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Kuehl's health plan to get new push

`Single-payer' measure was approved last year by the Legislature but vetoed by the governor, whose healthcare proposal it counters.

February 27, 2007|Jordan Rau | Times Staff Writer

SACRAMENTO — Calling Gov. Arnold Schwarzenegger's healthcare plan a giveaway to insurers, Democratic lawmakers and some advocates will renew their effort today to replace the entire industry in California with a government-run health plan.

Commonly called "single-payer," the proposal was approved by the Legislature last year but vetoed by Schwarzenegger. The measure has gained support over the last year as a rallying point against increasing frustration with the existing system and rising concerns about Schwarzenegger's plan. With the governor's opposition still firm, legislative leaders, including the bill's sponsor, admit that pushing the measure is an academic exercise this year, but one that they hope will become concrete down the road.

"Politicians say they're serious about health reform, but most of their solutions are not," Deborah Burger, president of the California Nurses Assn., said in radio ads in support of the single-payer measure. Schwarzenegger's plan is "not health reform, it's a windfall for big insurance companies."

The alternative proposal, offered for the third year in a row by Sen. Sheila Kuehl (D-Santa Monica), would create a state agency to pay for medical treatment for all Californians. Doctors and hospitals would remain private entities.

Financed by taxes on payroll and income, the plan is presented by proponents as a panacea, providing everyone with more and better care while saving most families money by eliminating much of the administrative cost of the current healthcare bureaucracy.

A 2004 study by the Lewin Group, a consulting group whose other work has been cited by Schwarzenegger's office, estimated that the plan could extend coverage to the 6.5 million Californians without insurance while saving $8 billion, or 4% of healthcare spending in California by individuals and businesses.

Not surprisingly, the insurance industry opposes the measure. So do other key healthcare players, including the California Medical Assn., the state's largest doctors lobby, which has been frustrated by the low payment rates from Medi-Cal, which is essentially a single-payer system for the poor.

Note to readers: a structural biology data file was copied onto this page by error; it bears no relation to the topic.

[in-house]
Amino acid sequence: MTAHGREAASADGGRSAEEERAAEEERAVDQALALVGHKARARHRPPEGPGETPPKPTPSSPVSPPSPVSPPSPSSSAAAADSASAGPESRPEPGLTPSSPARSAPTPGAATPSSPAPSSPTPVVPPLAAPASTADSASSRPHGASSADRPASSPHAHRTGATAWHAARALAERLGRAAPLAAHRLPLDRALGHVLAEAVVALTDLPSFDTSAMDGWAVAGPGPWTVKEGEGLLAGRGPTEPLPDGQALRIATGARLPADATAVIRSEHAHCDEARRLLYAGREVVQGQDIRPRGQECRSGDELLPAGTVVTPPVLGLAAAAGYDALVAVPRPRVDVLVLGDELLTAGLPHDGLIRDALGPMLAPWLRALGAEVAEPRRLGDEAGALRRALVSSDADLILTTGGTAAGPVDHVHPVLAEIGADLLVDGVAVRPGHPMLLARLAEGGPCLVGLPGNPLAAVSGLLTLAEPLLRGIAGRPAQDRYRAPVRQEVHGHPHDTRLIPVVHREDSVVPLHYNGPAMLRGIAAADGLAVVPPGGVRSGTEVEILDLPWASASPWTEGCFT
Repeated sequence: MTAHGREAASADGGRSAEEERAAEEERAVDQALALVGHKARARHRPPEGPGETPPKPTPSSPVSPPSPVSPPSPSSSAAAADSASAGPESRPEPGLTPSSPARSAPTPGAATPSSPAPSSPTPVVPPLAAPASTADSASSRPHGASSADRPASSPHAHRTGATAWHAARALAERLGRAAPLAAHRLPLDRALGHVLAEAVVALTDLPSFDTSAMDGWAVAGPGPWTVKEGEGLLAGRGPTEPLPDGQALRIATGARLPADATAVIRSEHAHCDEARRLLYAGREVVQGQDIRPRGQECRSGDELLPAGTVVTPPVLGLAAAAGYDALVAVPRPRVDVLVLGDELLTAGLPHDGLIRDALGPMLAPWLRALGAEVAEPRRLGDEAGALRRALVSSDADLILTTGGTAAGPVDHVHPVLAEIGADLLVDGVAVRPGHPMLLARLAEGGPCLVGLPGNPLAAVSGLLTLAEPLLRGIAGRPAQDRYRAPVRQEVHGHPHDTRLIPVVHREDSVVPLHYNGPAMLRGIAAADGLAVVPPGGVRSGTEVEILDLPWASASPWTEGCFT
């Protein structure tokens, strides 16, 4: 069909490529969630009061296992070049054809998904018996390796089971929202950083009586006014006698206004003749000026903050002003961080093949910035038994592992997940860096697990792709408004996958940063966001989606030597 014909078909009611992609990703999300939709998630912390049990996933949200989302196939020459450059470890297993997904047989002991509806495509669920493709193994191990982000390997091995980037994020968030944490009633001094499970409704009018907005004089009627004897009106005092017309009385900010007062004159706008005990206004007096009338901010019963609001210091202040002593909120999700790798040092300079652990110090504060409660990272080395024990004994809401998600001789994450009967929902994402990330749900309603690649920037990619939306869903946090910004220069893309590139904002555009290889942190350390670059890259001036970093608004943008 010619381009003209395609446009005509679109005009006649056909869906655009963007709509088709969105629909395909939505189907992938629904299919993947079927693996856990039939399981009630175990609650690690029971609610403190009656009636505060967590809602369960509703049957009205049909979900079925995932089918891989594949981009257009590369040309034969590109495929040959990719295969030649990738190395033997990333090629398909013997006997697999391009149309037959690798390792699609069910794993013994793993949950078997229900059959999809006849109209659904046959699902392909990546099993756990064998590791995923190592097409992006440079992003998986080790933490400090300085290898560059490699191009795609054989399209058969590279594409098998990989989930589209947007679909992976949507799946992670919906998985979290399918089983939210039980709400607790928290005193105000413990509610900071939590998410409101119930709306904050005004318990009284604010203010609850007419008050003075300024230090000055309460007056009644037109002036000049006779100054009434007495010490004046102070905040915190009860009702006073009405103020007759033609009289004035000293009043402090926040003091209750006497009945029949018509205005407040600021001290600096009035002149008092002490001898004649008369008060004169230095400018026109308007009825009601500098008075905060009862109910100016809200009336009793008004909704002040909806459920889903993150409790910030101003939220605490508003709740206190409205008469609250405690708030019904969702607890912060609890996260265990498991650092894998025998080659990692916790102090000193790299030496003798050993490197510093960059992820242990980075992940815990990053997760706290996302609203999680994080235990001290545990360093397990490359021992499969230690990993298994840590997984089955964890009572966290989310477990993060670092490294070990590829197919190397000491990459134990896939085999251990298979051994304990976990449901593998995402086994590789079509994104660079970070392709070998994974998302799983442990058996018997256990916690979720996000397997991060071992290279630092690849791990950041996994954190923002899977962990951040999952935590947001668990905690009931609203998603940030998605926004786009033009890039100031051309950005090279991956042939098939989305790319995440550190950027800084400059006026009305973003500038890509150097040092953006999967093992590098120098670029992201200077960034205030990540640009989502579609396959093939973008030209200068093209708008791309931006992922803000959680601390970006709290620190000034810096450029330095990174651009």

Insurers have raised fears of long waiting lines and ballooning tax increases if the plan were implemented. They also have argued that the cost savings are overstated because the government would have to do much of the paperwork now done by private companies.

In his veto last year, Schwarzenegger called the idea "a serious and expensive mistake" that would not solve "the critical issue of affordability."

Tom Epstein, a spokesman for Blue Shield of California, said: "It would cost significantly more than other reform models and provides too few incentives for proper utilization of healthcare services."

But the plan has retained its appeal because it would eliminate the least popular part of the healthcare industry: insurance companies. Though insurers zealously guard their profit margins, the California Department of Insurance, which oversees some of the insurance plans, reported in 2005 that some individual plans kept 20% or more of premiums for profits and administration.

As premiums have risen, insurers have taken a good deal of the flak, though many experts say that the aging population and increased use of ever advancing technology have more to do with the rising cost than does corporate avarice.

"I'm assuming if you get some of the greed removed from the system, you wouldn't have this open market free-for-all," Steve Howes, a real estate agent from a Sacramento suburb, said after participating in a round-table discussion with the governor at the end of January.

"It seems that would level the playing field, but I don't think it's ever going to happen," Howes said. "I don't think they [the insurance companies] are going to go quietly into the dark."

Schwarzenegger has proposed that insurers no longer be allowed to reject consumers because of their health problems and also recommends capping their profits and administration costs at 15%, as the state now does with health maintenance organizations.

"Right now the insurers' administrative costs, which includes profits, have been growing faster than the cost of healthcare," said John Sheils, a vice president at Lewin Group, which is based in Virginia. But, he said, replacing the market with a government bureaucracy would make it harder to properly allocate resources to areas where they were needed, such as primary care or certain specialties.

"You know where you have a resource problem in the single-payer system by measuring the queues," he said. "If you don't have the market process, it would take a while to figure that out."

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